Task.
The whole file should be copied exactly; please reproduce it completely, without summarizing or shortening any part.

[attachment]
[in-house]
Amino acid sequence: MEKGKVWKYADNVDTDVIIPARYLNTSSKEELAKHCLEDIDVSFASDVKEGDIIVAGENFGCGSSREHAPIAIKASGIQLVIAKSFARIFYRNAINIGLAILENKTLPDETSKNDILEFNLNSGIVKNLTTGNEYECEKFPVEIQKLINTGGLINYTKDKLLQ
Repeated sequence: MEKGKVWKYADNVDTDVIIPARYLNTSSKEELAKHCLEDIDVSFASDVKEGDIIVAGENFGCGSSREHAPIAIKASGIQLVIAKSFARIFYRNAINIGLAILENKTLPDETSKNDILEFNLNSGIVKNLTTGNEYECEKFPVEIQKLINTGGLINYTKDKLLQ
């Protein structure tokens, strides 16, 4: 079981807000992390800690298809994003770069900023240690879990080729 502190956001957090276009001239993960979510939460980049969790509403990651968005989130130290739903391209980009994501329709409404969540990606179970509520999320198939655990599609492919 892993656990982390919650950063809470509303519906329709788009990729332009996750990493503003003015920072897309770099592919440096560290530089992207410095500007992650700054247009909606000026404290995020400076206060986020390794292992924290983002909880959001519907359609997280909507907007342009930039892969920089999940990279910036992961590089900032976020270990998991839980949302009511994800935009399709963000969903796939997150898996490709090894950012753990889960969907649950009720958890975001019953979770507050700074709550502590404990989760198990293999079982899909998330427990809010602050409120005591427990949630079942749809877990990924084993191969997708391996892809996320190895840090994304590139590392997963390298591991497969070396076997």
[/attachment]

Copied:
[in-house]
Amino acid sequence: MEKGKVWKYADNVDTDVIIPARYLNTSSKEELAKHCLEDIDVSFASDVKEGDIIVAGENFGCGSSREHAPIAIKASGIQLVIAKSFARIFYRNAINIGLAILENKTLPDETSKNDILEFNLNSGIVKNLTTGNEYECEKFPVEIQKLINTGGLINYTKDKLLQ
Repeated sequence: MEKGKVWKYADNVDTDVIIPARYLNTSSKEELAKHCLEDIDVSFASDVKEGDIIVAGENFGCGSSREHAPIAIKASGIQLVIAKSFARIFYRNAINIGLAILENKTLPDETSKNDILEFNLNSGIVKNLTTGNEYECEKFPVEIQKLINTGGLINYTKDKLLQ
């Protein structure tokens, strides 16, 4: 079981807000992390800690298809994003770069900023240690879990080729 502190956001957090276009001239993960979510939460980049969790509403990651968005989130130290739903391209980009994501329709409404969540990606179970509520999320198939655990599609492919 892993656990982390919650950063809470509303519906329709788009990729332009996750990493503003003015920072897309770099592919440096560290530089992207410095500007992650700054247009909606000026404290995020400076206060986020390794292992924290983002909880959001519907359609997280909507907007342009930039892969920089999940990279910036992961590089900032976020270990998991839980949302009511994800935009399709963000969903796939997150898996490709090894950012753990889960969907649950009720958890975001019953979770507050700074709550502590404990989760198990293999079982899909998330427990809010602050409120005591427990949630079942749809877990990924084993191969997708391996892809996320190895840090994304590139590392997963390298591991497969070396076997």